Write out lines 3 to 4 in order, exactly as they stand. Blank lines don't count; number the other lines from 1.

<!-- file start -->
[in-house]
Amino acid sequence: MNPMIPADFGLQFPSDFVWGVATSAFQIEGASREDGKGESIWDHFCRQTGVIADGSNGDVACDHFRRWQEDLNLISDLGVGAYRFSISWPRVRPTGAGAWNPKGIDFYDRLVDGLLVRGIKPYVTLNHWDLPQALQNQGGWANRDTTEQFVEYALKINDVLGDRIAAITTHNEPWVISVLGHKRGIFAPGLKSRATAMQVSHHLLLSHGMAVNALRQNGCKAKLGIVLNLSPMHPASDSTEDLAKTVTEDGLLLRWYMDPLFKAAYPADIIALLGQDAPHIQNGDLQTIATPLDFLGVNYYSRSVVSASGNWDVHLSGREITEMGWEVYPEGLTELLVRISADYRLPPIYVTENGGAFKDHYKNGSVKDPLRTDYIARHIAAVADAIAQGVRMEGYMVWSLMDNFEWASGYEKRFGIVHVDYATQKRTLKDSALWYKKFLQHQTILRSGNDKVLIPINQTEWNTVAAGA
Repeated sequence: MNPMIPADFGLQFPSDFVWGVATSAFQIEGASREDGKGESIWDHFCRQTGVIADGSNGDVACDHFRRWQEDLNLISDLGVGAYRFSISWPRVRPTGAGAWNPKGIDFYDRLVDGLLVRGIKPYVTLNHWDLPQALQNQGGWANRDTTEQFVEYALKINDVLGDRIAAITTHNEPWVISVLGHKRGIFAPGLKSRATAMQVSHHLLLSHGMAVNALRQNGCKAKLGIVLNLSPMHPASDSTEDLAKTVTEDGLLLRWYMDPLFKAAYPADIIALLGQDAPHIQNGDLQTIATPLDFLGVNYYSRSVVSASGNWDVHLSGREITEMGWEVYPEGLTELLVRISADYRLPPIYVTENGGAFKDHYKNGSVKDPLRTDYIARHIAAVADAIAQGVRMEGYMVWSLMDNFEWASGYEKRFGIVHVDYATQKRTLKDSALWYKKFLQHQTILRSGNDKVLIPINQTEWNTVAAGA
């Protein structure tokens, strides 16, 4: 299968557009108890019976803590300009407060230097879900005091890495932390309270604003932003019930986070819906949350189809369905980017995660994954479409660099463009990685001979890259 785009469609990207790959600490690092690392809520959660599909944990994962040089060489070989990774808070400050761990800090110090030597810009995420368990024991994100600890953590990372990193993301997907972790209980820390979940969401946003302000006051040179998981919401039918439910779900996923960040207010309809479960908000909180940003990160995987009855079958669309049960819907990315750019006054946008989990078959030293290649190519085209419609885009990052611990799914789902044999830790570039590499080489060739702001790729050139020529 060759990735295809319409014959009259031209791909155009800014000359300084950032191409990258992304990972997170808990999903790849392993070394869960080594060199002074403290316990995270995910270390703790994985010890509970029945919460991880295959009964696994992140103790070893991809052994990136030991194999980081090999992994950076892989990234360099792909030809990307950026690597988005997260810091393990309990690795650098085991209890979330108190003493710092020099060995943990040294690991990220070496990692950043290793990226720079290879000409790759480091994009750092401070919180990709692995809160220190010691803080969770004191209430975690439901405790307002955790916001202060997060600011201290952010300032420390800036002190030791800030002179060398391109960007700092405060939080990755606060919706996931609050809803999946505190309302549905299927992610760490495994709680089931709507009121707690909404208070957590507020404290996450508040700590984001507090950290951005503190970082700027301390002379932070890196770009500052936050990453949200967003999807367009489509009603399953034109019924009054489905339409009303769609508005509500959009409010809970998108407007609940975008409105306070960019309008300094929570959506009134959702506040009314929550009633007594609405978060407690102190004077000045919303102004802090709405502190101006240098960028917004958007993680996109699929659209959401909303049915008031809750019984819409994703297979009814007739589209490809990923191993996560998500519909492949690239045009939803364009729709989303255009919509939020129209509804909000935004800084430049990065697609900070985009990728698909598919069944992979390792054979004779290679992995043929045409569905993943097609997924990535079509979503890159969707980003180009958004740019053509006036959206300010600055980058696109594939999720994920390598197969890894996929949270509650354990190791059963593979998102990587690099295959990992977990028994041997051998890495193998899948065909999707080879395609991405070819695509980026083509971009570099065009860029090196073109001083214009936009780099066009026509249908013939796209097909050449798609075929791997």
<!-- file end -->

Repeated sequence: MNPMIPADFGLQFPSDFVWGVATSAFQIEGASREDGKGESIWDHFCRQTGVIADGSNGDVACDHFRRWQEDLNLISDLGVGAYRFSISWPRVRPTGAGAWNPKGIDFYDRLVDGLLVRGIKPYVTLNHWDLPQALQNQGGWANRDTTEQFVEYALKINDVLGDRIAAITTHNEPWVISVLGHKRGIFAPGLKSRATAMQVSHHLLLSHGMAVNALRQNGCKAKLGIVLNLSPMHPASDSTEDLAKTVTEDGLLLRWYMDPLFKAAYPADIIALLGQDAPHIQNGDLQTIATPLDFLGVNYYSRSVVSASGNWDVHLSGREITEMGWEVYPEGLTELLVRISADYRLPPIYVTENGGAFKDHYKNGSVKDPLRTDYIARHIAAVADAIAQGVRMEGYMVWSLMDNFEWASGYEKRFGIVHVDYATQKRTLKDSALWYKKFLQHQTILRSGNDKVLIPINQTEWNTVAAGA
């Protein structure tokens, strides 16, 4: 299968557009108890019976803590300009407060230097879900005091890495932390309270604003932003019930986070819906949350189809369905980017995660994954479409660099463009990685001979890259 785009469609990207790959600490690092690392809520959660599909944990994962040089060489070989990774808070400050761990800090110090030597810009995420368990024991994100600890953590990372990193993301997907972790209980820390979940969401946003302000006051040179998981919401039918439910779900996923960040207010309809479960908000909180940003990160995987009855079958669309049960819907990315750019006054946008989990078959030293290649190519085209419609885009990052611990799914789902044999830790570039590499080489060739702001790729050139020529 060759990735295809319409014959009259031209791909155009800014000359300084950032191409990258992304990972997170808990999903790849392993070394869960080594060199002074403290316990995270995910270390703790994985010890509970029945919460991880295959009964696994992140103790070893991809052994990136030991194999980081090999992994950076892989990234360099792909030809990307950026690597988005997260810091393990309990690795650098085991209890979330108190003493710092020099060995943990040294690991990220070496990692950043290793990226720079290879000409790759480091994009750092401070919180990709692995809160220190010691803080969770004191209430975690439901405790307002955790916001202060997060600011201290952010300032420390800036002190030791800030002179060398391109960007700092405060939080990755606060919706996931609050809803999946505190309302549905299927992610760490495994709680089931709507009121707690909404208070957590507020404290996450508040700590984001507090950290951005503190970082700027301390002379932070890196770009500052936050990453949200967003999807367009489509009603399953034109019924009054489905339409009303769609508005509500959009409010809970998108407007609940975008409105306070960019309008300094929570959506009134959702506040009314929550009633007594609405978060407690102190004077000045919303102004802090709405502190101006240098960028917004958007993680996109699929659209959401909303049915008031809750019984819409994703297979009814007739589209490809990923191993996560998500519909492949690239045009939803364009729709989303255009919509939020129209509804909000935004800084430049990065697609900070985009990728698909598919069944992979390792054979004779290679992995043929045409569905993943097609997924990535079509979503890159969707980003180009958004740019053509006036959206300010600055980058696109594939999720994920390598197969890894996929949270509650354990190791059963593979998102990587690099295959990992977990028994041997051998890495193998899948065909999707080879395609991405070819695509980026083509971009570099065009860029090196073109001083214009936009780099066009026509249908013939796209097909050449798609075929791997």